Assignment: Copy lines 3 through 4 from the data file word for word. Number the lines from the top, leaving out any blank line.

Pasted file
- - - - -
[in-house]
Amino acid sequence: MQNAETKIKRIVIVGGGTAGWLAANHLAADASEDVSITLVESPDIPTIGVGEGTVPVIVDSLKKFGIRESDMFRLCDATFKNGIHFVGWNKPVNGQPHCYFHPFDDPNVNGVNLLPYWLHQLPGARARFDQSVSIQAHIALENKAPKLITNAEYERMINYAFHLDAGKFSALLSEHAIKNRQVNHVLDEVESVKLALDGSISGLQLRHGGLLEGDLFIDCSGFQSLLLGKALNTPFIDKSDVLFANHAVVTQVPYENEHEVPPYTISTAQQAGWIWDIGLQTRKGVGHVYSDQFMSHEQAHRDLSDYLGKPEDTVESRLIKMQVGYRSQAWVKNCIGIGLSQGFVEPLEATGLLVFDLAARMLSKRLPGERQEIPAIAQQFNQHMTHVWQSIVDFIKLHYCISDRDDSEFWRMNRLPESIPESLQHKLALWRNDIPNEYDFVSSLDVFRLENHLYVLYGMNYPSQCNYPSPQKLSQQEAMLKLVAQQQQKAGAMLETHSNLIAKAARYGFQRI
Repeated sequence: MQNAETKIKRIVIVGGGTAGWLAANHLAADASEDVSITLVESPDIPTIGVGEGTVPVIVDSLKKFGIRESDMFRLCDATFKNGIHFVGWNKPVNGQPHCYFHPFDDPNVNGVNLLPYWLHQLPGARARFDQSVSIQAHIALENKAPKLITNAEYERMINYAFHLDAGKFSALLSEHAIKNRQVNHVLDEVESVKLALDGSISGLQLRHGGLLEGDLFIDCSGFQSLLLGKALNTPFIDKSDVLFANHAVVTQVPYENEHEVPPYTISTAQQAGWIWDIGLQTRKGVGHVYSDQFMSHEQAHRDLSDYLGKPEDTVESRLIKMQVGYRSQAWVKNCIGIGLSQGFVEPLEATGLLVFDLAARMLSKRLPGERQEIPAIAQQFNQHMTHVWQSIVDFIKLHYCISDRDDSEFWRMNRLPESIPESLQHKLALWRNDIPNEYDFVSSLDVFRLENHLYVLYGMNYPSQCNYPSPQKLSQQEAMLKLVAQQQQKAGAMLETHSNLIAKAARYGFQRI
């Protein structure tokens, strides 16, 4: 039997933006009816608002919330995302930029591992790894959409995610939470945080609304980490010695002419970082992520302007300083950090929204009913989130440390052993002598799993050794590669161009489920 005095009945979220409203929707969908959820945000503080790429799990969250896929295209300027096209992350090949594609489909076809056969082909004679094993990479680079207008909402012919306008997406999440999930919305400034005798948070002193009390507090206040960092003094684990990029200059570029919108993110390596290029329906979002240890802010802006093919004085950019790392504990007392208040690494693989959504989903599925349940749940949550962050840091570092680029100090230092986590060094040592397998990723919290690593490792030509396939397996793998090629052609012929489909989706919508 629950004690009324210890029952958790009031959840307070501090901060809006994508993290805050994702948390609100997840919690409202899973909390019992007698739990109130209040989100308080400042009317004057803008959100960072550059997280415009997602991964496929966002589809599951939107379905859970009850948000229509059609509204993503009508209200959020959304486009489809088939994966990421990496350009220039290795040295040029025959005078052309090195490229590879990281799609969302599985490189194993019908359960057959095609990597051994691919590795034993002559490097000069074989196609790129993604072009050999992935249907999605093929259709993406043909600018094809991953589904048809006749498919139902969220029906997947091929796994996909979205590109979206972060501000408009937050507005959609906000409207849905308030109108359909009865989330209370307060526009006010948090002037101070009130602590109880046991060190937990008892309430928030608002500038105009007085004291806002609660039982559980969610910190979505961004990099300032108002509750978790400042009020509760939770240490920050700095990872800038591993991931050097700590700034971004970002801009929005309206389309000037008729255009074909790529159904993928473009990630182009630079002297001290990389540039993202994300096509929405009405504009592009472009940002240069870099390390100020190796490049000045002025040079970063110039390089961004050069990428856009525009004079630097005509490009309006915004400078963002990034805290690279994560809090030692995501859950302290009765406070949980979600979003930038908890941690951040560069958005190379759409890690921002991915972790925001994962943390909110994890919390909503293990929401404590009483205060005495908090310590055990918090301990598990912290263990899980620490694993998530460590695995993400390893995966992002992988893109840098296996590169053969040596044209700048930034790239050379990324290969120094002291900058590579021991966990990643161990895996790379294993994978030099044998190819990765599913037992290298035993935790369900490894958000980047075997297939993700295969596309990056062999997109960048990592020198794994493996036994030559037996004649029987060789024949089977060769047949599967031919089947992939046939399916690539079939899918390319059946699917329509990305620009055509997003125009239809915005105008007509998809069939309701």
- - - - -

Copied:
Repeated sequence: MQNAETKIKRIVIVGGGTAGWLAANHLAADASEDVSITLVESPDIPTIGVGEGTVPVIVDSLKKFGIRESDMFRLCDATFKNGIHFVGWNKPVNGQPHCYFHPFDDPNVNGVNLLPYWLHQLPGARARFDQSVSIQAHIALENKAPKLITNAEYERMINYAFHLDAGKFSALLSEHAIKNRQVNHVLDEVESVKLALDGSISGLQLRHGGLLEGDLFIDCSGFQSLLLGKALNTPFIDKSDVLFANHAVVTQVPYENEHEVPPYTISTAQQAGWIWDIGLQTRKGVGHVYSDQFMSHEQAHRDLSDYLGKPEDTVESRLIKMQVGYRSQAWVKNCIGIGLSQGFVEPLEATGLLVFDLAARMLSKRLPGERQEIPAIAQQFNQHMTHVWQSIVDFIKLHYCISDRDDSEFWRMNRLPESIPESLQHKLALWRNDIPNEYDFVSSLDVFRLENHLYVLYGMNYPSQCNYPSPQKLSQQEAMLKLVAQQQQKAGAMLETHSNLIAKAARYGFQRI
């Protein structure tokens, strides 16, 4: 039997933006009816608002919330995302930029591992790894959409995610939470945080609304980490010695002419970082992520302007300083950090929204009913989130440390052993002598799993050794590669161009489920 005095009945979220409203929707969908959820945000503080790429799990969250896929295209300027096209992350090949594609489909076809056969082909004679094993990479680079207008909402012919306008997406999440999930919305400034005798948070002193009390507090206040960092003094684990990029200059570029919108993110390596290029329906979002240890802010802006093919004085950019790392504990007392208040690494693989959504989903599925349940749940949550962050840091570092680029100090230092986590060094040592397998990723919290690593490792030509396939397996793998090629052609012929489909989706919508 629950004690009324210890029952958790009031959840307070501090901060809006994508993290805050994702948390609100997840919690409202899973909390019992007698739990109130209040989100308080400042009317004057803008959100960072550059997280415009997602991964496929966002589809599951939107379905859970009850948000229509059609509204993503009508209200959020959304486009489809088939994966990421990496350009220039290795040295040029025959005078052309090195490229590879990281799609969302599985490189194993019908359960057959095609990597051994691919590795034993002559490097000069074989196609790129993604072009050999992935249907999605093929259709993406043909600018094809991953589904048809006749498919139902969220029906997947091929796994996909979205590109979206972060501000408009937050507005959609906000409207849905308030109108359909009865989330209370307060526009006010948090002037101070009130602590109880046991060190937990008892309430928030608002500038105009007085004291806002609660039982559980969610910190979505961004990099300032108002509750978790400042009020509760939770240490920050700095990872800038591993991931050097700590700034971004970002801009929005309206389309000037008729255009074909790529159904993928473009990630182009630079002297001290990389540039993202994300096509929405009405504009592009472009940002240069870099390390100020190796490049000045002025040079970063110039390089961004050069990428856009525009004079630097005509490009309006915004400078963002990034805290690279994560809090030692995501859950302290009765406070949980979600979003930038908890941690951040560069958005190379759409890690921002991915972790925001994962943390909110994890919390909503293990929401404590009483205060005495908090310590055990918090301990598990912290263990899980620490694993998530460590695995993400390893995966992002992988893109840098296996590169053969040596044209700048930034790239050379990324290969120094002291900058590579021991966990990643161990895996790379294993994978030099044998190819990765599913037992290298035993935790369900490894958000980047075997297939993700295969596309990056062999997109960048990592020198794994493996036994030559037996004649029987060789024949089977060769047949599967031919089947992939046939399916690539079939899918390319059946699917329509990305620009055509997003125009239809915005105008007509998809069939309701």